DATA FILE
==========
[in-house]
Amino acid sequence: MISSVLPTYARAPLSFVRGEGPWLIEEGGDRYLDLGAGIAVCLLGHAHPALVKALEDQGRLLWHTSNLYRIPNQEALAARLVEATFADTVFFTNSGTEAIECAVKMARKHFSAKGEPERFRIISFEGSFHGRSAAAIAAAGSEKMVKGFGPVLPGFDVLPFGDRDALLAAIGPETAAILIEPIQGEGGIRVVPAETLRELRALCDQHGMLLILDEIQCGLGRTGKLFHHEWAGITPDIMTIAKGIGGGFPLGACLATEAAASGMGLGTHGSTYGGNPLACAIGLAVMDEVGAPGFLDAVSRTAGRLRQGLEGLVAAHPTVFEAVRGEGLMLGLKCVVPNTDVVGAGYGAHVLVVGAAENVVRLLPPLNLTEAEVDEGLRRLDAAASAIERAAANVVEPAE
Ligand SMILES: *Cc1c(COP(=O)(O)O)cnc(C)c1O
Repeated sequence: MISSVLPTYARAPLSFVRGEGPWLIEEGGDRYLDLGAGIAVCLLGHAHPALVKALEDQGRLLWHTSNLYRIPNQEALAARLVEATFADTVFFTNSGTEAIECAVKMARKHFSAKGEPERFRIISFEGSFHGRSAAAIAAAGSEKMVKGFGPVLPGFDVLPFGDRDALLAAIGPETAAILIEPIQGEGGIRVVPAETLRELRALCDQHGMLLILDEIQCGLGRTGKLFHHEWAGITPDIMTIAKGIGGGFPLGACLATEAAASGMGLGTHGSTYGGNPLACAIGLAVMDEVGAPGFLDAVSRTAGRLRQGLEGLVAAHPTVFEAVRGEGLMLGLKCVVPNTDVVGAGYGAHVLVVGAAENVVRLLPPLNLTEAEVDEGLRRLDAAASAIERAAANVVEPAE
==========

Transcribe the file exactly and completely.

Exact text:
[in-house]
Amino acid sequence: MISSVLPTYARAPLSFVRGEGPWLIEEGGDRYLDLGAGIAVCLLGHAHPALVKALEDQGRLLWHTSNLYRIPNQEALAARLVEATFADTVFFTNSGTEAIECAVKMARKHFSAKGEPERFRIISFEGSFHGRSAAAIAAAGSEKMVKGFGPVLPGFDVLPFGDRDALLAAIGPETAAILIEPIQGEGGIRVVPAETLRELRALCDQHGMLLILDEIQCGLGRTGKLFHHEWAGITPDIMTIAKGIGGGFPLGACLATEAAASGMGLGTHGSTYGGNPLACAIGLAVMDEVGAPGFLDAVSRTAGRLRQGLEGLVAAHPTVFEAVRGEGLMLGLKCVVPNTDVVGAGYGAHVLVVGAAENVVRLLPPLNLTEAEVDEGLRRLDAAASAIERAAANVVEPAE
Ligand SMILES: *Cc1c(COP(=O)(O)O)cnc(C)c1O
Repeated sequence: MISSVLPTYARAPLSFVRGEGPWLIEEGGDRYLDLGAGIAVCLLGHAHPALVKALEDQGRLLWHTSNLYRIPNQEALAARLVEATFADTVFFTNSGTEAIECAVKMARKHFSAKGEPERFRIISFEGSFHGRSAAAIAAAGSEKMVKGFGPVLPGFDVLPFGDRDALLAAIGPETAAILIEPIQGEGGIRVVPAETLRELRALCDQHGMLLILDEIQCGLGRTGKLFHHEWAGITPDIMTIAKGIGGGFPLGACLATEAAASGMGLGTHGSTYGGNPLACAIGLAVMDEVGAPGFLDAVSRTAGRLRQGLEGLVAAHPTVFEAVRGEGLMLGLKCVVPNTDVVGAGYGAHVLVVGAAENVVRLLPPLNLTEAEVDEGLRRLDAAASAIERAAANVVEPAE